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Australian sector braces as new visa requirements come in

The Australian government has said that recent international student visa grants are down by 35% on the previous year due to its actions since September.

New changes are being introduced on March 23. Photo: pexels

The government will also increase the imposition of “no further stay” conditions on visitor visas

In an announcement dated March 21, the government said it will deliver on key commitments from December’s migration strategy with important new changes on March 23, including introducing higher language requirements for visas and a new ‘no further stay’ rule on visitor visas.

It said changes were needed due to “pandemic-era concessions” it had inherited from the former government led by Scott Morrison.

“Since September, the government’s actions have led to substantial declines in migration levels, with recent international student visa grants down by 35% on the previous year,” minister for Home Affairs and Cyber Security Clare O’Neil said.

Among actions it has made are closing unrestricted working hours for international students, in addition to the pandemic event visa.

English language requirements for student visas will rise from IELTS 5.5 to 6.0 and graduate visas from IELTS 6.0 to 6.5, which will both improve student experience and reduce potential workplace exploitation.

New powers under Section 97 of the ESOS Act also come into force on March 23, which will allow authorities to suspend high risk education providers from recruiting international students.

Highest risk providers will be issued with warning notices and given six months to “get their act together”, government said.

The new Genuine Student Test – clarifying applicants’ study intentions and their economic circumstances  – will be introduced to “further crack down on international students looking to come to Australia primarily to work, rather than study”, it added.

The government will also increase the imposition of “no further stay” conditions on visitor visas, meaning applicants need to obtain visas before coming to Australia.

“The actions this weekend will continue to drive migration levels down while delivering on our commitments in the Migration Strategy to fix the broken system we inherited,” O’Neil added.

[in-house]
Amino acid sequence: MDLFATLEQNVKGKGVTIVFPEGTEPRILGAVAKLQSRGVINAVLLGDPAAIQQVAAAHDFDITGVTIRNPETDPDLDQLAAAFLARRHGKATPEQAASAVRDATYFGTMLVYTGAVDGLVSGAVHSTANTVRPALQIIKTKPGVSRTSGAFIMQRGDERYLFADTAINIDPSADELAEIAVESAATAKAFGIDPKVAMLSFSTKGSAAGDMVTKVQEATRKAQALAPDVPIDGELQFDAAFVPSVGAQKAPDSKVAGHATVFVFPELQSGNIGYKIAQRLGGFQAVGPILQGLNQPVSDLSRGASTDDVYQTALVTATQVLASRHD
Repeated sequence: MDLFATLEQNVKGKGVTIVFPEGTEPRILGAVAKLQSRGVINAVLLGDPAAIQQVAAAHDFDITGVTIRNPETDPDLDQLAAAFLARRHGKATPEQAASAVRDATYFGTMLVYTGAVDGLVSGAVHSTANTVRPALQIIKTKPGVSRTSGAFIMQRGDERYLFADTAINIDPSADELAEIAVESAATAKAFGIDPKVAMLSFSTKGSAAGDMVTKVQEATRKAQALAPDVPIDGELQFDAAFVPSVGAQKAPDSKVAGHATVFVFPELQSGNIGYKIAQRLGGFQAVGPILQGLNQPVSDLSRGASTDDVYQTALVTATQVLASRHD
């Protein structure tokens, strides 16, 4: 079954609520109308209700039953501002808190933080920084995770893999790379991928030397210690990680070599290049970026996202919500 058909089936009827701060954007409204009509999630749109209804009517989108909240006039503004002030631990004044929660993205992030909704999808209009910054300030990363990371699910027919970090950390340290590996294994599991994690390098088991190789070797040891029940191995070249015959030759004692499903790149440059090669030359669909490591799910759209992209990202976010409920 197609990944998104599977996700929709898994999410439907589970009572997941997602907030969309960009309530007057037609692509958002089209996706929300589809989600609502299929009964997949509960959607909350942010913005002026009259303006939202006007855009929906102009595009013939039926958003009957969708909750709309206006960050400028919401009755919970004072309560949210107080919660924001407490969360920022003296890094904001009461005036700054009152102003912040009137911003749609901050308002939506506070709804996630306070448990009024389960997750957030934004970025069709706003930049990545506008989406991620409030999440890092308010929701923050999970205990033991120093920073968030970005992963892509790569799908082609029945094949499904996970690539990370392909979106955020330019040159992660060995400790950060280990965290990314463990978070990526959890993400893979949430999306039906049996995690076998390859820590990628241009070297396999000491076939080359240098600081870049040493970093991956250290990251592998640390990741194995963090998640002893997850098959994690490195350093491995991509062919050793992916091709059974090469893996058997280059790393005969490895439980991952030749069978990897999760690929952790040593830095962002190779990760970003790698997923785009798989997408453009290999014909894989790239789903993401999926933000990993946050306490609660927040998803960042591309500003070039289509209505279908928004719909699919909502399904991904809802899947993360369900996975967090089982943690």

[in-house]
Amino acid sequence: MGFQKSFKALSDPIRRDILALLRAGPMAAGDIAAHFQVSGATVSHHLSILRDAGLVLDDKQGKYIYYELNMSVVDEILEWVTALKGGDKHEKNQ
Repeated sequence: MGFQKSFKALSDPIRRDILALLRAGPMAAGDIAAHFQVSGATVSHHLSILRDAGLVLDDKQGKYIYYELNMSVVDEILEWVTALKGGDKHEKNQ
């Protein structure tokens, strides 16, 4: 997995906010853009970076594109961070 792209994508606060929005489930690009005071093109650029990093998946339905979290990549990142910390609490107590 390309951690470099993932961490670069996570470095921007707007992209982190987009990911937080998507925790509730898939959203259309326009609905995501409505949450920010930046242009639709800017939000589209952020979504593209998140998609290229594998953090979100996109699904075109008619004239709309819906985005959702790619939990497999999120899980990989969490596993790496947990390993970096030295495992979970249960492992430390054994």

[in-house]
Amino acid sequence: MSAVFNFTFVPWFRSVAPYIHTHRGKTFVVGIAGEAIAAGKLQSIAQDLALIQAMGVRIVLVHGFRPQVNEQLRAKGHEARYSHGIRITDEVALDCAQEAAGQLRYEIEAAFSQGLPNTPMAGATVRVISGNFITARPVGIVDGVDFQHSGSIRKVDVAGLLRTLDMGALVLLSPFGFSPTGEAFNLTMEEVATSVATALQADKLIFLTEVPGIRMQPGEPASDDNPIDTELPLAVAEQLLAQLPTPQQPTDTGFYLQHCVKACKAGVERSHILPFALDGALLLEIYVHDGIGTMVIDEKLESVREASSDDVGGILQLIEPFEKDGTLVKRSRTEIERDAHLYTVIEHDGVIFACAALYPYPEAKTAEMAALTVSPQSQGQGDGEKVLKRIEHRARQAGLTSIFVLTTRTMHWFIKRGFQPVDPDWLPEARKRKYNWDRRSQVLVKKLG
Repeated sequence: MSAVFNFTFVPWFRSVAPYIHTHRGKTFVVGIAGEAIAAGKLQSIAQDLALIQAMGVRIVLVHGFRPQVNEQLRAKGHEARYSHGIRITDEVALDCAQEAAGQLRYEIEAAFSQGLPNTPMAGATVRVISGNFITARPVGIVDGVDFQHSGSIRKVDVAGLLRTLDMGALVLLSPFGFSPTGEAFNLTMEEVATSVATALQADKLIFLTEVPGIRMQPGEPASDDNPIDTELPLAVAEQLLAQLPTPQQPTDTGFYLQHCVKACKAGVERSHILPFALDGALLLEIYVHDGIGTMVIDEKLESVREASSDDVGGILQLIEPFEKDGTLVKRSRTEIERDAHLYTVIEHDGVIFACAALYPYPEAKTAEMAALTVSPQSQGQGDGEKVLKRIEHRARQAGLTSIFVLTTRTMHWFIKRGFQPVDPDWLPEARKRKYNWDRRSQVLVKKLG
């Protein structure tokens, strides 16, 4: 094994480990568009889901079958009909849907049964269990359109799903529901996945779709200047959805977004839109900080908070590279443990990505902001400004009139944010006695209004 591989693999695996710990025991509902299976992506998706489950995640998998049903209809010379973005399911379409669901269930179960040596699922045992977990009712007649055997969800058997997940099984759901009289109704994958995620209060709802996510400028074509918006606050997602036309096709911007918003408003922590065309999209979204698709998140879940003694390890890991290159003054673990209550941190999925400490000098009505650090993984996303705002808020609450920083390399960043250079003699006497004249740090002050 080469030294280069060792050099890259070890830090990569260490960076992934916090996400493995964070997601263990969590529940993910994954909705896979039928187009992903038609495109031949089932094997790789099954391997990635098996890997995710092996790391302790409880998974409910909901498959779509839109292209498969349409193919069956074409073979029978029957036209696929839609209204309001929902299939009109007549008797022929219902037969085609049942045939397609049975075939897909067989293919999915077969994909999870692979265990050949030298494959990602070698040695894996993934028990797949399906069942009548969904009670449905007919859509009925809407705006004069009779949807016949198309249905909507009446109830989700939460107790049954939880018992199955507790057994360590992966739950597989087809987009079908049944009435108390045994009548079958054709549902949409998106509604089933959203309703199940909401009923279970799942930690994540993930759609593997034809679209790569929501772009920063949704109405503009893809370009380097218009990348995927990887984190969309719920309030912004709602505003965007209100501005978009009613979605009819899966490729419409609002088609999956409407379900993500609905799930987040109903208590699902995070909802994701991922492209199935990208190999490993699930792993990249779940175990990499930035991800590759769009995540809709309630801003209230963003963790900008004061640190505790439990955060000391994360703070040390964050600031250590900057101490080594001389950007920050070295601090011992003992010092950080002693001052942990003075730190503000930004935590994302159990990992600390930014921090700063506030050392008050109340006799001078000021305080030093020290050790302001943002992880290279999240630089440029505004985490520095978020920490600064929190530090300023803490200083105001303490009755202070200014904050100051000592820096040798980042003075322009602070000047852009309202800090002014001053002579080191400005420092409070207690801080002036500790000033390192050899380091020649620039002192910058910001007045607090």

English Australia said the announcements from government “appear to have been rushed out” following the Australian Bureau of Statistics net migration figures.

The numbers showing the 548,800 net increase in arrivals in the country in the year to September 30 was the highest 12-month net migration period in Australia’s history.

However, other ABS data has shown student visa applications and approvals have fallen by more than a third over the 12 months to February this year.

The peak body for English language education in Australia said that the English requirement for visas was a “surprise early implementation”, as the Department of Home Affairs had not indicated an intention to implement this before July in recent meetings.

ELICOS students will remain exempt to the language requirements, but if students have enrolled in packages with other programs, they will need to meet the new requirement of 6.0 or equivalent by the end of the ELICOS program.

The ELICOS program should additionally not be longer than 20 weeks.

For any courses that have entry requirements lower than the 6.0 IELTS, students still need 6.0 scores in order to obtain visas. Foundation Programs will also not be impacted, remaining at 5.5.

Further exemptions are not expected to be published for at least another week, English Australia CEO Ian Aird advised members.

“No guidance has been provided for providers or students wishing to make packaged enrolment applications in the interim period,” he said.

“English Australia is continuing to work with the DHA to understand these changes and their implementation and is advocating strongly for more transparency and for more carefully targeted and more effectively implemented changes to enable a more equitable and sustainable system.”

The Independent Tertiary Education Council Australia highlighted that its members were given eight days to implement the Genuine Student Requirement before March 23.

“The Australian government is all at sea when it comes to international education policy”

Given the change is “one of the most significant changes to the student visa framework in more than eight years”, chief executive Troy Williams said the move “reflects a growing belief across the ITECA membership that the Australian government is all at sea when it comes to international education policy”.

“The Genuine Student Requirement is one of a suite of initiatives being put in place by the Australian government to address one regulatory failure,” he said.

“To deal with this regulatory failure, the government is implementing additional and more punitive regulations. Red tape sales must be going through the roof in Canberra.”

Speaking on Channel 7 Sunrise on March 22, minister for education Jason Clare was quizzed on accommodation shortages.

“On those ABS numbers that came out [on March 21], a big part of those migration numbers are students, international students that have come back to Australia after the pandemic, either to finish a degree or to start a degree,” he said.

“The forecasts show that migration is expected to go down over the next year or so. We want it to go down, but we’ve also got to build more houses. We’ve got to build more homes for Australians…

“Universities have got a role to play here as well to make sure that we’re providing accommodation for students and making sure that accommodation for Aussie students is affordable as well.”

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